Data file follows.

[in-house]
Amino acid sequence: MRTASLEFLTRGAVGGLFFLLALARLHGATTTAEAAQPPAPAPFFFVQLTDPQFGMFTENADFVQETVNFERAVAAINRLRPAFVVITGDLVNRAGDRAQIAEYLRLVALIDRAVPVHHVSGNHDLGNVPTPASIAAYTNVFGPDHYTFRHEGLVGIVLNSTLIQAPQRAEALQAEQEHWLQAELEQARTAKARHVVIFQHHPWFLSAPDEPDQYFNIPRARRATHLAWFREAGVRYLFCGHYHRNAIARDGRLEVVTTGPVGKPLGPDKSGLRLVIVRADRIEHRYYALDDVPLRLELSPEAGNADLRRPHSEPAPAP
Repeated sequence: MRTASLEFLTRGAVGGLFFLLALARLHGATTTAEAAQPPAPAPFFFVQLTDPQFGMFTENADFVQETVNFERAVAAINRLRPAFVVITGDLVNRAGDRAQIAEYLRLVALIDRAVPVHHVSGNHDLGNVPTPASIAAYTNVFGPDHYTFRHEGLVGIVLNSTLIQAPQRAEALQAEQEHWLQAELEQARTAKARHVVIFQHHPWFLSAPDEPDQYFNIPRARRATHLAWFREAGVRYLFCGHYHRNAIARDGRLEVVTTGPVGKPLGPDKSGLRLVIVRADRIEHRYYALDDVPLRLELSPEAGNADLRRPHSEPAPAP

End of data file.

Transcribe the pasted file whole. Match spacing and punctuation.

[in-house]
Amino acid sequence: MRTASLEFLTRGAVGGLFFLLALARLHGATTTAEAAQPPAPAPFFFVQLTDPQFGMFTENADFVQETVNFERAVAAINRLRPAFVVITGDLVNRAGDRAQIAEYLRLVALIDRAVPVHHVSGNHDLGNVPTPASIAAYTNVFGPDHYTFRHEGLVGIVLNSTLIQAPQRAEALQAEQEHWLQAELEQARTAKARHVVIFQHHPWFLSAPDEPDQYFNIPRARRATHLAWFREAGVRYLFCGHYHRNAIARDGRLEVVTTGPVGKPLGPDKSGLRLVIVRADRIEHRYYALDDVPLRLELSPEAGNADLRRPHSEPAPAP
Repeated sequence: MRTASLEFLTRGAVGGLFFLLALARLHGATTTAEAAQPPAPAPFFFVQLTDPQFGMFTENADFVQETVNFERAVAAINRLRPAFVVITGDLVNRAGDRAQIAEYLRLVALIDRAVPVHHVSGNHDLGNVPTPASIAAYTNVFGPDHYTFRHEGLVGIVLNSTLIQAPQRAEALQAEQEHWLQAELEQARTAKARHVVIFQHHPWFLSAPDEPDQYFNIPRARRATHLAWFREAGVRYLFCGHYHRNAIARDGRLEVVTTGPVGKPLGPDKSGLRLVIVRADRIEHRYYALDDVPLRLELSPEAGNADLRRPHSEPAPAP